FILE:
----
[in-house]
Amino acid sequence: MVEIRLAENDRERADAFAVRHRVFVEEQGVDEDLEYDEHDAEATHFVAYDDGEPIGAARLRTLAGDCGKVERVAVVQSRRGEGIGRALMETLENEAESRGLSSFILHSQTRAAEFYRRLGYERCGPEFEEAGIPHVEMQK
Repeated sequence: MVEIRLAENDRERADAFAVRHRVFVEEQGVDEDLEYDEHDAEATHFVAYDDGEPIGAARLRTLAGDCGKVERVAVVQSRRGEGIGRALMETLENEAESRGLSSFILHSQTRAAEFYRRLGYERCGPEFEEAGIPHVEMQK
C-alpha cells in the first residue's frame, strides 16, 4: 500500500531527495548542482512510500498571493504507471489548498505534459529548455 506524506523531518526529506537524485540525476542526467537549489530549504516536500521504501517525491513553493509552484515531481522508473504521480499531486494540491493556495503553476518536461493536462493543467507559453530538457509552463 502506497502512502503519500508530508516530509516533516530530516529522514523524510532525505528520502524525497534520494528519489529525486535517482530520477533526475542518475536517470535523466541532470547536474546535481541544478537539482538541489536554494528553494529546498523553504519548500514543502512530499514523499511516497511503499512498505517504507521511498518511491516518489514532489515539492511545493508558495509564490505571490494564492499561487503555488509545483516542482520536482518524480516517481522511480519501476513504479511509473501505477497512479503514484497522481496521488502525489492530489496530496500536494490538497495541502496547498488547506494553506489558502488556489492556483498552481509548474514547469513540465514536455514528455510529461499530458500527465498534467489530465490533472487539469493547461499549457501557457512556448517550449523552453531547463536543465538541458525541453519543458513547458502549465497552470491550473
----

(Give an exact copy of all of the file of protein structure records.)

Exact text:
[in-house]
Amino acid sequence: MVEIRLAENDRERADAFAVRHRVFVEEQGVDEDLEYDEHDAEATHFVAYDDGEPIGAARLRTLAGDCGKVERVAVVQSRRGEGIGRALMETLENEAESRGLSSFILHSQTRAAEFYRRLGYERCGPEFEEAGIPHVEMQK
Repeated sequence: MVEIRLAENDRERADAFAVRHRVFVEEQGVDEDLEYDEHDAEATHFVAYDDGEPIGAARLRTLAGDCGKVERVAVVQSRRGEGIGRALMETLENEAESRGLSSFILHSQTRAAEFYRRLGYERCGPEFEEAGIPHVEMQK
C-alpha cells in the first residue's frame, strides 16, 4: 500500500531527495548542482512510500498571493504507471489548498505534459529548455 506524506523531518526529506537524485540525476542526467537549489530549504516536500521504501517525491513553493509552484515531481522508473504521480499531486494540491493556495503553476518536461493536462493543467507559453530538457509552463 502506497502512502503519500508530508516530509516533516530530516529522514523524510532525505528520502524525497534520494528519489529525486535517482530520477533526475542518475536517470535523466541532470547536474546535481541544478537539482538541489536554494528553494529546498523553504519548500514543502512530499514523499511516497511503499512498505517504507521511498518511491516518489514532489515539492511545493508558495509564490505571490494564492499561487503555488509545483516542482520536482518524480516517481522511480519501476513504479511509473501505477497512479503514484497522481496521488502525489492530489496530496500536494490538497495541502496547498488547506494553506489558502488556489492556483498552481509548474514547469513540465514536455514528455510529461499530458500527465498534467489530465490533472487539469493547461499549457501557457512556448517550449523552453531547463536543465538541458525541453519543458513547458502549465497552470491550473